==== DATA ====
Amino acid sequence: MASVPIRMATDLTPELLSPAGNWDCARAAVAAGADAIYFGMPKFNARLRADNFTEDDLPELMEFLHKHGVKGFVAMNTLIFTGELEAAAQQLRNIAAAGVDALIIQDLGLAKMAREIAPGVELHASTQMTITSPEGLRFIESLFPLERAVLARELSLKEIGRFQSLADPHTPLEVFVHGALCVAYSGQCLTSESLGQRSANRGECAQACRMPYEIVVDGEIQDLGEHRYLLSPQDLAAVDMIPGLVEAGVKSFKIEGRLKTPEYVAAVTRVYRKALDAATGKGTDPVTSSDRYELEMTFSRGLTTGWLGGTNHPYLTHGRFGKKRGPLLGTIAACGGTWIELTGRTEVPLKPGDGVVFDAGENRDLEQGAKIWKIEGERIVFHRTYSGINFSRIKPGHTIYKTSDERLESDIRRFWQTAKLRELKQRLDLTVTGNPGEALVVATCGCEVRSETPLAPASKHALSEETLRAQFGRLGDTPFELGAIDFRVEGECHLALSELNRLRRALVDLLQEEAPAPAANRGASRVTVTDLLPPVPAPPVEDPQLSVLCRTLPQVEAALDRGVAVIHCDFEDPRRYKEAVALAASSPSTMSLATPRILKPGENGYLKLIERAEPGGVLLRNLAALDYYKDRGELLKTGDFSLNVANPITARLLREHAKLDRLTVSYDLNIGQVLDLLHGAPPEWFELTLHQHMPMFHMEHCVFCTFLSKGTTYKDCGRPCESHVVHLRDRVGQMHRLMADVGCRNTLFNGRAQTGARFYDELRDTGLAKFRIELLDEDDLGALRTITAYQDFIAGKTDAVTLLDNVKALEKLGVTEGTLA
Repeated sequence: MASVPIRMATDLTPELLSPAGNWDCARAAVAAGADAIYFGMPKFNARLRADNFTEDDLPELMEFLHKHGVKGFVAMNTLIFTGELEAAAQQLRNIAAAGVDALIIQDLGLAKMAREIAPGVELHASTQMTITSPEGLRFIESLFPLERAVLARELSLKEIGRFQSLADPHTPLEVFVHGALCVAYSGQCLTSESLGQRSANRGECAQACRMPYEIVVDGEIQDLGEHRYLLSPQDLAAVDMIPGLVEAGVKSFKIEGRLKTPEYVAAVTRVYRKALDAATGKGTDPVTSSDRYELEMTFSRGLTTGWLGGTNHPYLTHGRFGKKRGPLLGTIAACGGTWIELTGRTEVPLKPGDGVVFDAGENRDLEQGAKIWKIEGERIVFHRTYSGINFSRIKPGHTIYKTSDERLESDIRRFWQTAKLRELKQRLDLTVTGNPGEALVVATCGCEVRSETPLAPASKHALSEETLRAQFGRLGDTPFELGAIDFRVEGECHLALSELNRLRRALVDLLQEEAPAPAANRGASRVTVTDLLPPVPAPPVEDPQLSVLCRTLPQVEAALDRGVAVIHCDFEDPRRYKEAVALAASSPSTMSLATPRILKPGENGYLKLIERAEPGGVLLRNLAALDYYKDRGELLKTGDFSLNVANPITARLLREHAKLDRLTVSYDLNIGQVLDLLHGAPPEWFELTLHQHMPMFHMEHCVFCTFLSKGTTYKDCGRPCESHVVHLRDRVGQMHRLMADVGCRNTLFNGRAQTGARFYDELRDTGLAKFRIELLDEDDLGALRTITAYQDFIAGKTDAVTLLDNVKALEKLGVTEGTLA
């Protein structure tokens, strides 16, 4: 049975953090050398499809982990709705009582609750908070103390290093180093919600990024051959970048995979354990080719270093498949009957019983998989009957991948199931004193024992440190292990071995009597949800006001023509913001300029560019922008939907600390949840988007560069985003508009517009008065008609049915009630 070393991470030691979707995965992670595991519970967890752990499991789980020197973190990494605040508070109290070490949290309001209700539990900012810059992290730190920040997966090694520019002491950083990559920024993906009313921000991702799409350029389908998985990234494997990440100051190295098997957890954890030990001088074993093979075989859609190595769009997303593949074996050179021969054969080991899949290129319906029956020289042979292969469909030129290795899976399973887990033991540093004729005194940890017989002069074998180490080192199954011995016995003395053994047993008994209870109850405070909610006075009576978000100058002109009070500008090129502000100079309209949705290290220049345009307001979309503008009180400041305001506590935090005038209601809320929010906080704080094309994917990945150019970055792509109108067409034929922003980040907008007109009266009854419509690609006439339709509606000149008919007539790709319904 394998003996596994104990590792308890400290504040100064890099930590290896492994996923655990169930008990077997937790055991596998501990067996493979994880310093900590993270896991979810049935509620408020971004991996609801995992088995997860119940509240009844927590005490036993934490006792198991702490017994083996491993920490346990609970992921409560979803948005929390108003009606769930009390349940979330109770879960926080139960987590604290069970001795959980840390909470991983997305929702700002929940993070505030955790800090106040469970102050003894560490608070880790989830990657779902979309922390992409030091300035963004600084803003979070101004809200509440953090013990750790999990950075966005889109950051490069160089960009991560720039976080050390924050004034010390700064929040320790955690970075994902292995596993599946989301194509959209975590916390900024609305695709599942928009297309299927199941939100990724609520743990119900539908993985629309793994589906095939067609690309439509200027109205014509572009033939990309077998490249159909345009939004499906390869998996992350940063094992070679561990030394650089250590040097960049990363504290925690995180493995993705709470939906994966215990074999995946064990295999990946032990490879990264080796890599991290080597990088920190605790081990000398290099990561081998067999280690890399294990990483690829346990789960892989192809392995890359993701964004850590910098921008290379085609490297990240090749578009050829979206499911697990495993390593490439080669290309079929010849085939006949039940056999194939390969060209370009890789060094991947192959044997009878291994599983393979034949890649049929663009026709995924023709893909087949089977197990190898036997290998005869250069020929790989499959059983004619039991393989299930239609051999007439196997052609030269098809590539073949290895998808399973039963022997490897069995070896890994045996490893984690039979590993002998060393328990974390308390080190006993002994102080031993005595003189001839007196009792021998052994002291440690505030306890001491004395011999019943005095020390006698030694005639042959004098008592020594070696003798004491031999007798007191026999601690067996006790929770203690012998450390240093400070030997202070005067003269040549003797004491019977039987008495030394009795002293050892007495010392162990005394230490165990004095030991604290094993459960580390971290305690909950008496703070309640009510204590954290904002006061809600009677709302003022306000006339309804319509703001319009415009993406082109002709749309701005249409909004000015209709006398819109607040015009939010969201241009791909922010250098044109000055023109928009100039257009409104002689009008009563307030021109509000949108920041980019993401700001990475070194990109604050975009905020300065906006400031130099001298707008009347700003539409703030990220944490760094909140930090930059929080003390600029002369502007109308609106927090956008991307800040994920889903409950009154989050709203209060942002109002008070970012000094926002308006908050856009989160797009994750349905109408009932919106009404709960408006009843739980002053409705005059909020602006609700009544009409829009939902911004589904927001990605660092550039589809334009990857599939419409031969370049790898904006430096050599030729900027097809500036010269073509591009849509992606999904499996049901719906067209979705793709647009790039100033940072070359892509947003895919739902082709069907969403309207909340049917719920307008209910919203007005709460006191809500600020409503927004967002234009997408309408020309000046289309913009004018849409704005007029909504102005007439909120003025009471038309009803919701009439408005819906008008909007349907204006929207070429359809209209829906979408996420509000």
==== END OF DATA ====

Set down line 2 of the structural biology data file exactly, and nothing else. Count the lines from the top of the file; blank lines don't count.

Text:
Repeated sequence: MASVPIRMATDLTPELLSPAGNWDCARAAVAAGADAIYFGMPKFNARLRADNFTEDDLPELMEFLHKHGVKGFVAMNTLIFTGELEAAAQQLRNIAAAGVDALIIQDLGLAKMAREIAPGVELHASTQMTITSPEGLRFIESLFPLERAVLARELSLKEIGRFQSLADPHTPLEVFVHGALCVAYSGQCLTSESLGQRSANRGECAQACRMPYEIVVDGEIQDLGEHRYLLSPQDLAAVDMIPGLVEAGVKSFKIEGRLKTPEYVAAVTRVYRKALDAATGKGTDPVTSSDRYELEMTFSRGLTTGWLGGTNHPYLTHGRFGKKRGPLLGTIAACGGTWIELTGRTEVPLKPGDGVVFDAGENRDLEQGAKIWKIEGERIVFHRTYSGINFSRIKPGHTIYKTSDERLESDIRRFWQTAKLRELKQRLDLTVTGNPGEALVVATCGCEVRSETPLAPASKHALSEETLRAQFGRLGDTPFELGAIDFRVEGECHLALSELNRLRRALVDLLQEEAPAPAANRGASRVTVTDLLPPVPAPPVEDPQLSVLCRTLPQVEAALDRGVAVIHCDFEDPRRYKEAVALAASSPSTMSLATPRILKPGENGYLKLIERAEPGGVLLRNLAALDYYKDRGELLKTGDFSLNVANPITARLLREHAKLDRLTVSYDLNIGQVLDLLHGAPPEWFELTLHQHMPMFHMEHCVFCTFLSKGTTYKDCGRPCESHVVHLRDRVGQMHRLMADVGCRNTLFNGRAQTGARFYDELRDTGLAKFRIELLDEDDLGALRTITAYQDFIAGKTDAVTLLDNVKALEKLGVTEGTLA